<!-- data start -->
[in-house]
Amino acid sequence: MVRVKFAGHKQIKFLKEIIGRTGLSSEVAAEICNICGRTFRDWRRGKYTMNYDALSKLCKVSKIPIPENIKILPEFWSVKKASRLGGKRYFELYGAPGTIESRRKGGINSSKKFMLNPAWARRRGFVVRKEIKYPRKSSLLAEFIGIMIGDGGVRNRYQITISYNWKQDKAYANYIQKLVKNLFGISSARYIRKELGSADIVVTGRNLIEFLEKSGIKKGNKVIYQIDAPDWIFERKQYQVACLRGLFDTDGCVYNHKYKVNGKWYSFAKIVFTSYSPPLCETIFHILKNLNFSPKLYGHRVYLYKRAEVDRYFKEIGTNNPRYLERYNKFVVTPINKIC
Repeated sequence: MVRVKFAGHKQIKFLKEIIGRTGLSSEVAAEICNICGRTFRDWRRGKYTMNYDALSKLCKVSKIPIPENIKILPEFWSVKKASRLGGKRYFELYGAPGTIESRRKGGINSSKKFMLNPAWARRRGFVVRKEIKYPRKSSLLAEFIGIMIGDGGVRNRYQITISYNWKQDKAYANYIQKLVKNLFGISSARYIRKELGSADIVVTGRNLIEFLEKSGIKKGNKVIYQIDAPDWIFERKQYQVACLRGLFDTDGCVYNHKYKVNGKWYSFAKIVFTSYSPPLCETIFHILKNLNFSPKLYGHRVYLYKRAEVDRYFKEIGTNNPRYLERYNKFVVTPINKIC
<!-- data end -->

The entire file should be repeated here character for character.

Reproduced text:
[in-house]
Amino acid sequence: MVRVKFAGHKQIKFLKEIIGRTGLSSEVAAEICNICGRTFRDWRRGKYTMNYDALSKLCKVSKIPIPENIKILPEFWSVKKASRLGGKRYFELYGAPGTIESRRKGGINSSKKFMLNPAWARRRGFVVRKEIKYPRKSSLLAEFIGIMIGDGGVRNRYQITISYNWKQDKAYANYIQKLVKNLFGISSARYIRKELGSADIVVTGRNLIEFLEKSGIKKGNKVIYQIDAPDWIFERKQYQVACLRGLFDTDGCVYNHKYKVNGKWYSFAKIVFTSYSPPLCETIFHILKNLNFSPKLYGHRVYLYKRAEVDRYFKEIGTNNPRYLERYNKFVVTPINKIC
Repeated sequence: MVRVKFAGHKQIKFLKEIIGRTGLSSEVAAEICNICGRTFRDWRRGKYTMNYDALSKLCKVSKIPIPENIKILPEFWSVKKASRLGGKRYFELYGAPGTIESRRKGGINSSKKFMLNPAWARRRGFVVRKEIKYPRKSSLLAEFIGIMIGDGGVRNRYQITISYNWKQDKAYANYIQKLVKNLFGISSARYIRKELGSADIVVTGRNLIEFLEKSGIKKGNKVIYQIDAPDWIFERKQYQVACLRGLFDTDGCVYNHKYKVNGKWYSFAKIVFTSYSPPLCETIFHILKNLNFSPKLYGHRVYLYKRAEVDRYFKEIGTNNPRYLERYNKFVVTPINKIC